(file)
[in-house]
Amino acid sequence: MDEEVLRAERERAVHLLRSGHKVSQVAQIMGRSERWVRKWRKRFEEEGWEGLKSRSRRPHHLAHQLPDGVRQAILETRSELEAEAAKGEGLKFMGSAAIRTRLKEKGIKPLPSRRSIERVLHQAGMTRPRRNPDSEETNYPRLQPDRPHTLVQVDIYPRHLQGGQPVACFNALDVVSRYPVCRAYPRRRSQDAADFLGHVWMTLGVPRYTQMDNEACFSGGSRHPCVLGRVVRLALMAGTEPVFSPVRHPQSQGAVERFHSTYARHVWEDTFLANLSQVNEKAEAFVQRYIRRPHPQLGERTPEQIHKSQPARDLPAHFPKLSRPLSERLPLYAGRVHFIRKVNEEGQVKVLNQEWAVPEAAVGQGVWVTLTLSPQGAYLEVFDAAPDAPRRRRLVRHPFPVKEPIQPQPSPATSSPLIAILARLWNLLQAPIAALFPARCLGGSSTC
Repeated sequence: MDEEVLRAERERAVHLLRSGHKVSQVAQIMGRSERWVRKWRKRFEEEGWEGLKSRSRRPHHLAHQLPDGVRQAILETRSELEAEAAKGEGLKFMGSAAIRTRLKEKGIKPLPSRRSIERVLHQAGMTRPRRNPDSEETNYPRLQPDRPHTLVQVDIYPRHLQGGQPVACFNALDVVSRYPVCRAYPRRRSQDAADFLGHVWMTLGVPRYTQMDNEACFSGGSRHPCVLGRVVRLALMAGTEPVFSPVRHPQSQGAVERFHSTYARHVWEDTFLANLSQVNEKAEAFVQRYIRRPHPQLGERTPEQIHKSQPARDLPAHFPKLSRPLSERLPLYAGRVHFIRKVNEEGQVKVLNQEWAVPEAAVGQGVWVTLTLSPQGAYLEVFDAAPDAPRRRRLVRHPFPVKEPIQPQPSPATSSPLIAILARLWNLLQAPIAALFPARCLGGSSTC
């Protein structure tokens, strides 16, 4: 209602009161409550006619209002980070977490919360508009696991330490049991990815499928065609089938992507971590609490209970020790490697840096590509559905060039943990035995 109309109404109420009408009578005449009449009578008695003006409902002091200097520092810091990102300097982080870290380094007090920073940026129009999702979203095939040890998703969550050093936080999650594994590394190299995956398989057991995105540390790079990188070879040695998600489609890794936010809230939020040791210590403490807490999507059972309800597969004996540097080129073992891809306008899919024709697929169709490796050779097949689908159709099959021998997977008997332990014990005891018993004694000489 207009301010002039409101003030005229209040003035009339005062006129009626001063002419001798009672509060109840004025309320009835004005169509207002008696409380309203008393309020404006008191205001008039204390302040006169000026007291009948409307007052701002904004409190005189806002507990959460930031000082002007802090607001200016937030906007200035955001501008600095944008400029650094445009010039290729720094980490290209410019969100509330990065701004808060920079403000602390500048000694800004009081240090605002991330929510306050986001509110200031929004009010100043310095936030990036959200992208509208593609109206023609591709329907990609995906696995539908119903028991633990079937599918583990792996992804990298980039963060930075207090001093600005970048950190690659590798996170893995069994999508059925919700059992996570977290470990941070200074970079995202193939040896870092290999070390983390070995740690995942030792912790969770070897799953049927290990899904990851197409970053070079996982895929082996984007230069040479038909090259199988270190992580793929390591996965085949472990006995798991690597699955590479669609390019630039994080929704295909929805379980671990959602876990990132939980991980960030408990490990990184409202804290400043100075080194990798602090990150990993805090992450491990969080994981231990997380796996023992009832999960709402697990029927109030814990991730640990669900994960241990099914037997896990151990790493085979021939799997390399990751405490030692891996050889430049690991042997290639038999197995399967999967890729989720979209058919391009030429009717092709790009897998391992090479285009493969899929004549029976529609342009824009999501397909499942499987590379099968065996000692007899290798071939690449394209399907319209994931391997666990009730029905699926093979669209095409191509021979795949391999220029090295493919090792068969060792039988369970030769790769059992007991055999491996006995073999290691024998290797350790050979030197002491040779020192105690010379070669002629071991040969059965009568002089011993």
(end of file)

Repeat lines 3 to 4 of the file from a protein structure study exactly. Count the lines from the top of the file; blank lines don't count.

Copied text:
Repeated sequence: MDEEVLRAERERAVHLLRSGHKVSQVAQIMGRSERWVRKWRKRFEEEGWEGLKSRSRRPHHLAHQLPDGVRQAILETRSELEAEAAKGEGLKFMGSAAIRTRLKEKGIKPLPSRRSIERVLHQAGMTRPRRNPDSEETNYPRLQPDRPHTLVQVDIYPRHLQGGQPVACFNALDVVSRYPVCRAYPRRRSQDAADFLGHVWMTLGVPRYTQMDNEACFSGGSRHPCVLGRVVRLALMAGTEPVFSPVRHPQSQGAVERFHSTYARHVWEDTFLANLSQVNEKAEAFVQRYIRRPHPQLGERTPEQIHKSQPARDLPAHFPKLSRPLSERLPLYAGRVHFIRKVNEEGQVKVLNQEWAVPEAAVGQGVWVTLTLSPQGAYLEVFDAAPDAPRRRRLVRHPFPVKEPIQPQPSPATSSPLIAILARLWNLLQAPIAALFPARCLGGSSTC
């Protein structure tokens, strides 16, 4: 209602009161409550006619209002980070977490919360508009696991330490049991990815499928065609089938992507971590609490209970020790490697840096590509559905060039943990035995 109309109404109420009408009578005449009449009578008695003006409902002091200097520092810091990102300097982080870290380094007090920073940026129009999702979203095939040890998703969550050093936080999650594994590394190299995956398989057991995105540390790079990188070879040695998600489609890794936010809230939020040791210590403490807490999507059972309800597969004996540097080129073992891809306008899919024709697929169709490796050779097949689908159709099959021998997977008997332990014990005891018993004694000489 207009301010002039409101003030005229209040003035009339005062006129009626001063002419001798009672509060109840004025309320009835004005169509207002008696409380309203008393309020404006008191205001008039204390302040006169000026007291009948409307007052701002904004409190005189806002507990959460930031000082002007802090607001200016937030906007200035955001501008600095944008400029650094445009010039290729720094980490290209410019969100509330990065701004808060920079403000602390500048000694800004009081240090605002991330929510306050986001509110200031929004009010100043310095936030990036959200992208509208593609109206023609591709329907990609995906696995539908119903028991633990079937599918583990792996992804990298980039963060930075207090001093600005970048950190690659590798996170893995069994999508059925919700059992996570977290470990941070200074970079995202193939040896870092290999070390983390070995740690995942030792912790969770070897799953049927290990899904990851197409970053070079996982895929082996984007230069040479038909090259199988270190992580793929390591996965085949472990006995798991690597699955590479669609390019630039994080929704295909929805379980671990959602876990990132939980991980960030408990490990990184409202804290400043100075080194990798602090990150990993805090992450491990969080994981231990997380796996023992009832999960709402697990029927109030814990991730640990669900994960241990099914037997896990151990790493085979021939799997390399990751405490030692891996050889430049690991042997290639038999197995399967999967890729989720979209058919391009030429009717092709790009897998391992090479285009493969899929004549029976529609342009824009999501397909499942499987590379099968065996000692007899290798071939690449394209399907319209994931391997666990009730029905699926093979669209095409191509021979795949391999220029090295493919090792068969060792039988369970030769790769059992007991055999491996006995073999290691024998290797350790050979030197002491040779020192105690010379070669002629071991040969059965009568002089011993």